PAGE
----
Satyajit Ray’s Agantuk (The Stranger) attempts two examinations of India – one of gender dynamics, as contained within the typical marriage, and the other a much more philosophical look at the ways in which the modern capitalist influence on the country has deteriorated relations between the population’s collective history as Indians. When Anila Bose gets a letter addressed to her from her long lost uncle Manmohan Mitra saying he would like to visit, the first examination is manifested in her husband Sudhindra being automatically suspicious of his authenticity. Their household suddenly transforms from a tranquil abode into a place of deep anxiety.
Husbands & Wives & Strangers
I know this couple in real life because they are my parents, but I can confidently say the dynamic of the skeptical practical-minded Indian man paired with the more gentle-hearted but easily influenced wife is not uncommon in Indian marriages, especially of the 60s/70s generation. In the mind of Sudhindra, Anila’s good nature is naïve and a character flaw in a society that he deems to be completely untrustworthy. Her good heart also allows her to be molded by his thoughts and he ultimately convinces her that even if Manmohan is her real uncle, he’s just here to get his share of the family inheritance. Many of the sequences play to a similar dynamic from Ingmar Bergman’s Scenes from a Marriage sans any sexual tension and Anila being not quite as outspoken as Marianne. In the same way Bergman looked at his couple as a microcosm for his parent’s generation’s relationships, the same can be witnessed here for the parents of many Indian millennials.
Manmohan Mitra (played by the legendary Utpal Dutt) is purposefully enigmatic about his identity. Is he a malevolent or benevolent presence? This is a funny question because most of the anxiety and unease that hangs over the film occurs only because of Anila and Sudhindra’s bickering and distrust – Manmohan meanwhile, goes about his days in relative comfort. This doesn’t mean he doesn’t know what’s going on. Sudhindra finds out that Manmohan is, as he calls “a shrewd operator” after telling Sudhindra that his passport identification picture and information is not reliable. Why does he do this? While the dynamics of the Indian man and woman are a statement on what is happening in the closed doors of the nation’s people, there is a greater examination of India’s cultural history being had in Manmohan’s arrival. He is a learned man, well-traveled, extremely knowledgeable, and has a completely radical and rare ideology that does not mesh with traditionalist Indian practicality.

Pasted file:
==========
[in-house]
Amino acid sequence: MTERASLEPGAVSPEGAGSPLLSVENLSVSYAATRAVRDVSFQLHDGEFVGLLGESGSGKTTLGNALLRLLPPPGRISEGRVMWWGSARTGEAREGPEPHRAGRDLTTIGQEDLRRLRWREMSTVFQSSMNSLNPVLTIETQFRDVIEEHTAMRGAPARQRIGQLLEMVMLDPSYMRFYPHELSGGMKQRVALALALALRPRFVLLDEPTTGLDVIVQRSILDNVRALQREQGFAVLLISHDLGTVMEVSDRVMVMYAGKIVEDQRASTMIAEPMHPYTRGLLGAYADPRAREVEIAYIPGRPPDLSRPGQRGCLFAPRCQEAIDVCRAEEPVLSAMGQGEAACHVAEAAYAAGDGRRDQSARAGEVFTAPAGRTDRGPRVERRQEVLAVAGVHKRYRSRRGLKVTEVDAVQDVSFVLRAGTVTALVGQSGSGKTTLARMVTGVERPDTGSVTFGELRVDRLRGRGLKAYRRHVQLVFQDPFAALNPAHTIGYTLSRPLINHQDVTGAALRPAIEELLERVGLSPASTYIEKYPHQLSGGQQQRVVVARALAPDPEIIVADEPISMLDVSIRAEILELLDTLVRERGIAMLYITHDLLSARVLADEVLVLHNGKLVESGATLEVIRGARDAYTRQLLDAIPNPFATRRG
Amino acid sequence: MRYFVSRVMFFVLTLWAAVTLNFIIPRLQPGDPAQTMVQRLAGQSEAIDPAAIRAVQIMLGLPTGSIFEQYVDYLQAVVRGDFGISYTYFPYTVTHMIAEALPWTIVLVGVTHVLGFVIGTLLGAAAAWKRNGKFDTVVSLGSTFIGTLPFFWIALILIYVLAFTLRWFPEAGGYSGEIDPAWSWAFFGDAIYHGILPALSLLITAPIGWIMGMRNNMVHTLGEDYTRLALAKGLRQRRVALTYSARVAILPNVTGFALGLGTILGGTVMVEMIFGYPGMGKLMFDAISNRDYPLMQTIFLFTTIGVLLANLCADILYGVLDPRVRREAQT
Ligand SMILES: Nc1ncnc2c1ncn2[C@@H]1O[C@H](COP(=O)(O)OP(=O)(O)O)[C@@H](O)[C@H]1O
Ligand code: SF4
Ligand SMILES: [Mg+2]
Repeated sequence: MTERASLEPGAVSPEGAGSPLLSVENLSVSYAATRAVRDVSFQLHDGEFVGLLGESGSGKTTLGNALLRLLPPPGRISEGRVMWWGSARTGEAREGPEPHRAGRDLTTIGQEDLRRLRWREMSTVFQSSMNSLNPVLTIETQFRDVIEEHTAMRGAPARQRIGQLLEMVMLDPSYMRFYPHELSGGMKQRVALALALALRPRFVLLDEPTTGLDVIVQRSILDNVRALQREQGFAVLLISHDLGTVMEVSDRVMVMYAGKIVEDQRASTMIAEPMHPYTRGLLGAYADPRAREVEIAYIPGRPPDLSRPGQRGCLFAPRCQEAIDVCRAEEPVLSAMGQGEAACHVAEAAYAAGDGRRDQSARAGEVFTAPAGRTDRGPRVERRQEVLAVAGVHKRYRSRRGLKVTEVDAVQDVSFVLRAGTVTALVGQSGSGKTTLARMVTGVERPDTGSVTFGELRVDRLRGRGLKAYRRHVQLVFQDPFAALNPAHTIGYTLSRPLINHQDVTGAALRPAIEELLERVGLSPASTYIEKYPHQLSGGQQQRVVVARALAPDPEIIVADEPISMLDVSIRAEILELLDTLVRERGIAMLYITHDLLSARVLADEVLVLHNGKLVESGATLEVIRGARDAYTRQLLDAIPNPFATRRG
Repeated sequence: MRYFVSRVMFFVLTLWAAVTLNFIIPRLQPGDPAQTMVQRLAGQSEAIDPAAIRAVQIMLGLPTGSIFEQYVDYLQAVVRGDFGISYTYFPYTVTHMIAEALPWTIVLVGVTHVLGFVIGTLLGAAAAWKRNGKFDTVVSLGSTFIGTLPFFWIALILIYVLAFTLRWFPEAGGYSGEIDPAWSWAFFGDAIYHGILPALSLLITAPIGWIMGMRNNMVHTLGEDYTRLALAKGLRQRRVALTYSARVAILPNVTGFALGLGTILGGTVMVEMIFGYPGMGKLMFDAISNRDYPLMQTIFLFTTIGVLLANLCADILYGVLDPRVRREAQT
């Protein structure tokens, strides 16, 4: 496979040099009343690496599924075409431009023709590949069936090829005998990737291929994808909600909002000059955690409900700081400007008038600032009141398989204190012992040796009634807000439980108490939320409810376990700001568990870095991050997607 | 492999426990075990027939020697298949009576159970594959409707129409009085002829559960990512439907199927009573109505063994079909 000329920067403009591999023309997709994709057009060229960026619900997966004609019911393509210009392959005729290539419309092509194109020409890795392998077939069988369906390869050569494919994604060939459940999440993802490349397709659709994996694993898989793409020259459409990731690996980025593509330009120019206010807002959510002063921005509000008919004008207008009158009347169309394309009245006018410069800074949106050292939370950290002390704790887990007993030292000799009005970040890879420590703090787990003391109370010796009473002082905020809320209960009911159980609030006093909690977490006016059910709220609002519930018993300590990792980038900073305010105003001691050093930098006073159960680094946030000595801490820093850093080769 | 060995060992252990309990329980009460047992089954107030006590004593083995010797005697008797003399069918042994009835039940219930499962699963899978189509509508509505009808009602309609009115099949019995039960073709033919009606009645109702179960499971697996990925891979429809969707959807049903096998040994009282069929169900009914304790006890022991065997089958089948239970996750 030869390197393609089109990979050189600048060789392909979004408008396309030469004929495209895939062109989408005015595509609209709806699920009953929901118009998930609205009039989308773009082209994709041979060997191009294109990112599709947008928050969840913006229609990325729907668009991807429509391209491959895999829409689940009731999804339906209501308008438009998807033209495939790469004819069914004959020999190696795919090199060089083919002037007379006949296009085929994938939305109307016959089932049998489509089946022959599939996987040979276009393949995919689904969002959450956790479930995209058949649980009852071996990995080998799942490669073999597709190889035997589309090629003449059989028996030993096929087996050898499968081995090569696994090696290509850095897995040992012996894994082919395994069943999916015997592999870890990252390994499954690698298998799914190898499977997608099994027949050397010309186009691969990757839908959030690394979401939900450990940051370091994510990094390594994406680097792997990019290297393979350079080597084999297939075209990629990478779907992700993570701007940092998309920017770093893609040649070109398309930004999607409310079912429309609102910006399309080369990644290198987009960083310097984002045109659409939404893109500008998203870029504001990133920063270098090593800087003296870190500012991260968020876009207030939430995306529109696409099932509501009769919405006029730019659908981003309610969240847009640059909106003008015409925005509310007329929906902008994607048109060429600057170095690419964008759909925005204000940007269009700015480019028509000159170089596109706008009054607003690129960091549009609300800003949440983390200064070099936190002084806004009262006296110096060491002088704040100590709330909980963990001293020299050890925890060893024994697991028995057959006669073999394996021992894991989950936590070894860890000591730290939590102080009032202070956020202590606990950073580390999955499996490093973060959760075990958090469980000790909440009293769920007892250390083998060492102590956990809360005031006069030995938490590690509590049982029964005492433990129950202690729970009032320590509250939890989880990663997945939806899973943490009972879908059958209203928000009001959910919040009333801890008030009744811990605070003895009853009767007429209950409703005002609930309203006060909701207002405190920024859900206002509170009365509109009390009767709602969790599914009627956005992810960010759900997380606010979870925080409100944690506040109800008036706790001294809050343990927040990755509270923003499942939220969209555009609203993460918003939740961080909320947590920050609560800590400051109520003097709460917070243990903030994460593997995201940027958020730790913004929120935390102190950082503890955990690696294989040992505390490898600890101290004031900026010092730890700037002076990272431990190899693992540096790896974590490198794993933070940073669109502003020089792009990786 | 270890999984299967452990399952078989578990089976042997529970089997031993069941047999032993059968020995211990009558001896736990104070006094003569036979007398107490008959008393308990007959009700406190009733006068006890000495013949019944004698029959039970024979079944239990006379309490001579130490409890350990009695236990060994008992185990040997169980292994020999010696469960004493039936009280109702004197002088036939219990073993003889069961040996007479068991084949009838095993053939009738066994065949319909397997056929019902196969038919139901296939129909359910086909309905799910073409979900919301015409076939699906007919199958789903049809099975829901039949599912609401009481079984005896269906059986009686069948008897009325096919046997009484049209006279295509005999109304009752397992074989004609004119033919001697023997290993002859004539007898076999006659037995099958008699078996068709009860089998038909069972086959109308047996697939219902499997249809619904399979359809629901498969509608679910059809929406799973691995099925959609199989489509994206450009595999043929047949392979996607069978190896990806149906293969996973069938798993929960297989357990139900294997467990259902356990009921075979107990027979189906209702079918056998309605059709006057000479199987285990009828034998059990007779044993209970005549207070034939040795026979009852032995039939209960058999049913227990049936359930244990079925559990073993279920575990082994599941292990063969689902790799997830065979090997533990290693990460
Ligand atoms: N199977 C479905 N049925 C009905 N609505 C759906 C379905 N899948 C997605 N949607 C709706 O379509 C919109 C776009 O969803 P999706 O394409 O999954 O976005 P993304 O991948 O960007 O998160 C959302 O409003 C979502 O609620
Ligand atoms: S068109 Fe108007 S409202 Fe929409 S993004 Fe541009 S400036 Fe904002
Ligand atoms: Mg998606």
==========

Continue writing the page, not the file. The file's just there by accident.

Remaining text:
New Ideas and Old Histories
An extensive debate takes place between Manmohan and a lawyer friend who Sudhindra invites, hoping that this will finally get Manmohan to spill his beans. What happens instead is a fiery discussion of exactly what has happened to India post-independence. The technological and economic advancements of the nation catapulted it towards becoming ‘civilized’, but on who’s terms and by who’s definition? Manmohan reveals he is an anthropologist who has spent most of his life struggling with odd jobs but eventually pursuing education and well-paid research in native cultures. He lists the various indigenous cultures of India, their place in the country’s history, their roots in the land, and the technological and economic innovations of their falsely assumed ‘uncivilized’ status.
Manmohan is frustrating in his reluctance to give a straight answer to his identity, but the reason for that is eventually spread out in the open, as not an arrogant act by him, but the result of extremely narrow margins of thinking that has been instituted by Western capitalism. The entire barrier set between Manmohan and the couple of Anila and Sudhindra is toppled by a singular act – near the end of the movie, Manmohan leaves unannounced and spends his time in a village of the Kol, an Austro-Asiatic people who are India’s oldest known inhabitants. When the couple go to catch up with him there, they watch a dance performance. Tears begin to roll down Anila’s face and she joins the group of women. Something in her recognizes this song and this dance. Suddenly, a connection is re-formed. The normal and customary lives of characters being metaphysically changed by the presence of a stranger entering out of the blue is a topic of fascination because how we deal with outside presences shifts our own ideas. They ultimately reveal the things that are missing from us. The doubts that existed vanish and the grievances hanging like clouds over our heads clear.
The Stranger is currently streaming on MUBI.
Watch The Stranger
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